According to Friedman, part of the reason he turned down the MEGADETH reunion is the fact that the group is largely seen as Mustaine's solo project, with members coming and going every couple of albums.
"Had it been more of a band situation and not such a one-man, Dave Mustaine-main-man party, I might have considered doing it for a little less," Marty said. "But, at the end of the day, MEGADETH is so much Mustaine because that's the way he engineered it. I didn't feel that kind of camaraderie, the four-man diamond, THE BEATLES, KISS, METALLICA. I felt like I would be going out there and tour and it was going to be Mustaine's big success. If I'm going to do that, I'm certainly not going to lose money to do that; I was doing great on my own in Japan."
Mustaine told Loudwire that he was put off by Friedman's financial demands when the topic of a "Rust In Peace" reunion was broached.
"Marty has a really successful career in Japan where he makes quite a lot of money," Dave said. "And this is the part where I thought it was a little weird, where he said he said that he has to pay all his team while he's gone instead of just himself. 'Cause I thought we'll pay you what you're making so that's switching horses in the middle of the river — it's no big deal unless you fall off. And then when we found out that he wanted to sell his merch, his this, his that, his this, his that, then he wanted this crazy amount of money and he wanted to fly first class everywhere. I said to our management, 'I can't deal with this.'"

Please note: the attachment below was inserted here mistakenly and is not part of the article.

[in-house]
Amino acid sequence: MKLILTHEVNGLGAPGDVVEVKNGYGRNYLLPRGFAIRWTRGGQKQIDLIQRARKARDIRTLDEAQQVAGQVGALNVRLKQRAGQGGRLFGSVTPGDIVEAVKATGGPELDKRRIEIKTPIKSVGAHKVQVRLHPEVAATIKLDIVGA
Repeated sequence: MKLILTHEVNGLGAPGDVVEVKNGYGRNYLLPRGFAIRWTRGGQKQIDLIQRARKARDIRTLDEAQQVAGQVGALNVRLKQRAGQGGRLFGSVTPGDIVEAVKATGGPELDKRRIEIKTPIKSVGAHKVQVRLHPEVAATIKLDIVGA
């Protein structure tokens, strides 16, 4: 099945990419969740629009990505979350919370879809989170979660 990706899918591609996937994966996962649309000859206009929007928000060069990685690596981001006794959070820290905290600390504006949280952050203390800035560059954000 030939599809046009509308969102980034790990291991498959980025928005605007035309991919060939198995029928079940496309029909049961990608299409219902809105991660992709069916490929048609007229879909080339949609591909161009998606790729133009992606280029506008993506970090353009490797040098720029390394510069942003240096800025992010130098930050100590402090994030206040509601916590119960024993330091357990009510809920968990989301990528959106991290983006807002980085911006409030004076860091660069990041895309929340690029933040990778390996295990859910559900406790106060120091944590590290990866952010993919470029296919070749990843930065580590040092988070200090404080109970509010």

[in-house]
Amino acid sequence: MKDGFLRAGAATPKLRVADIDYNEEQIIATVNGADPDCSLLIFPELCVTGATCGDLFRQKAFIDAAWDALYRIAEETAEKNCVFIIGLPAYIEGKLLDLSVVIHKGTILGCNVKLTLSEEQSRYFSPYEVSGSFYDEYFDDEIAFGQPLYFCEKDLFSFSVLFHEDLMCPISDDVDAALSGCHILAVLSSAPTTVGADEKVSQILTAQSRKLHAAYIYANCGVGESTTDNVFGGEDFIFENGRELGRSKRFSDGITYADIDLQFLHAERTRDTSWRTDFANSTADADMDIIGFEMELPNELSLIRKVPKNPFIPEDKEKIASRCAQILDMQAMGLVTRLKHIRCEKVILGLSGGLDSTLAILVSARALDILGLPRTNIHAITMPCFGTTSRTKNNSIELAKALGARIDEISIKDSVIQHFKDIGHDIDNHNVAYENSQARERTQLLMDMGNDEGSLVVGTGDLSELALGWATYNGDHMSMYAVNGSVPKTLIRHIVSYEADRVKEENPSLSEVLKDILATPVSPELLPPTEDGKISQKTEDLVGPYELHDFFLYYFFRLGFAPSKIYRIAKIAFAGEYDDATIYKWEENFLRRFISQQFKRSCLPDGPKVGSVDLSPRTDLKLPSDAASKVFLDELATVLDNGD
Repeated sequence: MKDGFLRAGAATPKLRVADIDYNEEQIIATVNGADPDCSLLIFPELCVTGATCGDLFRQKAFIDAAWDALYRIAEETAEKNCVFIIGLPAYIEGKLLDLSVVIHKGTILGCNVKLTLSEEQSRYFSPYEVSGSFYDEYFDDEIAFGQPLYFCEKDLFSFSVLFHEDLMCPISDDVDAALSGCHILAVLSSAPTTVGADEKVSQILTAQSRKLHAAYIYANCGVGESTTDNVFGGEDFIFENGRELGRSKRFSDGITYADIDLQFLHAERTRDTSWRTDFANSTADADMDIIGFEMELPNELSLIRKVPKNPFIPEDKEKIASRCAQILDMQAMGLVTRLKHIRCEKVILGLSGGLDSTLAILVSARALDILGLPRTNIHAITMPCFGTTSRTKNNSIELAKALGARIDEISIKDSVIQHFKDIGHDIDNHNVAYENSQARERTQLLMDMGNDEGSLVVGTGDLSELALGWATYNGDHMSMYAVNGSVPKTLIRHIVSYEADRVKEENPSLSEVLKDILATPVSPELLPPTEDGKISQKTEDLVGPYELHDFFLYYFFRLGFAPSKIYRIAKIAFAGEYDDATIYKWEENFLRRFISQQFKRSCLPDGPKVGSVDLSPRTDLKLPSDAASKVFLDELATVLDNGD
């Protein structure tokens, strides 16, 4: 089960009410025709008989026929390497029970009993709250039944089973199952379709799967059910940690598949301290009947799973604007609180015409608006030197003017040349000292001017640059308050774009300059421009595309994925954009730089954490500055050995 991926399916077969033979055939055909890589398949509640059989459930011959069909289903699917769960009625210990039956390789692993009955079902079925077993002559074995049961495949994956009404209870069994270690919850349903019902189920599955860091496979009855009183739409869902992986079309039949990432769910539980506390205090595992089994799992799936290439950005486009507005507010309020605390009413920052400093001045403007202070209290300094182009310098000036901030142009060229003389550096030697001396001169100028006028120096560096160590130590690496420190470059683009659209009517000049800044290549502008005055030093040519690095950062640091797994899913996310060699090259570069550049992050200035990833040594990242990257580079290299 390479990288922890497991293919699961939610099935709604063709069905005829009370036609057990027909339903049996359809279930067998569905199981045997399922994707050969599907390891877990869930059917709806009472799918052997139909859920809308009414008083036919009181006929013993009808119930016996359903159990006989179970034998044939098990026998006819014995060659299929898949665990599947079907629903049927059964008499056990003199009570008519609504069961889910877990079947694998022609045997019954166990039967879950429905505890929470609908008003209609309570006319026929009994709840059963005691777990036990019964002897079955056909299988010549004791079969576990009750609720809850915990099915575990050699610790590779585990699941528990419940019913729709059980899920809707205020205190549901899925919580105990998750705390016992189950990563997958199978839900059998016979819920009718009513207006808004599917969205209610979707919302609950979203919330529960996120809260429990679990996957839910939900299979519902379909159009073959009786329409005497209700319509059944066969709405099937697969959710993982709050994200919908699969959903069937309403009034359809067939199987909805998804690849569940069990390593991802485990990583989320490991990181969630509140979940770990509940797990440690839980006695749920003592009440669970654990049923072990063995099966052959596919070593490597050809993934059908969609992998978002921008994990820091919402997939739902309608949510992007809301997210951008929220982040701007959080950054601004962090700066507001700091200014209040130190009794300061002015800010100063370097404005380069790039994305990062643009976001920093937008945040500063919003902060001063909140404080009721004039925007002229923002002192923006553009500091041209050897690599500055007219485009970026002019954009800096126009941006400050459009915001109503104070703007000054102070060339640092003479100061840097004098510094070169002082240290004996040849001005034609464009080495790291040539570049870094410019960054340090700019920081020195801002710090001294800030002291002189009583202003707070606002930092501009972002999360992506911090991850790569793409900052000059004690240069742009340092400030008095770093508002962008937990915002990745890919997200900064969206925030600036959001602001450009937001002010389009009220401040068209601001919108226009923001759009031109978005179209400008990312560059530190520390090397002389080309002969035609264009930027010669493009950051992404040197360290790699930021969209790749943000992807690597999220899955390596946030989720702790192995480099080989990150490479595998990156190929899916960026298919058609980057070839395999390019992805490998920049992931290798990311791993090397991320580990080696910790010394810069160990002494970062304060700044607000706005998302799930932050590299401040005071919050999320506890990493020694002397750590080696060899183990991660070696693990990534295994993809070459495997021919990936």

In a 2016 interview with the "Eddie Trunk Podcast", Mustaine confirmed that MEGADETH didn't hold any rehearsals with Friedman while attempting a reunion of the "Rust In Peace" lineup.
"Marty had sent some e-mails saying, 'Oh, man, you know, the fans have this self-inflated importance of 'Rust In Peace' beyond what it really is. And I was, like, 'Huh?'" Dave said. 'So I didn't know if that was a backhand to the face of the fans or not, but he had basically said that if we were gonna do anything, it had to be better than 'Rust In Peace'. And he sent me over some links to some songs that he thought should be the direction that we were going in, and one of it was this J-Pop band with some Japanese girl singing, and I was, like, 'Uh-uh. This ain't gonna work.' More power to [Marty for being into that stuff]. Do what you want, Marty. He's a great guitar player. But I'm not gonna sing like a Japanese girl."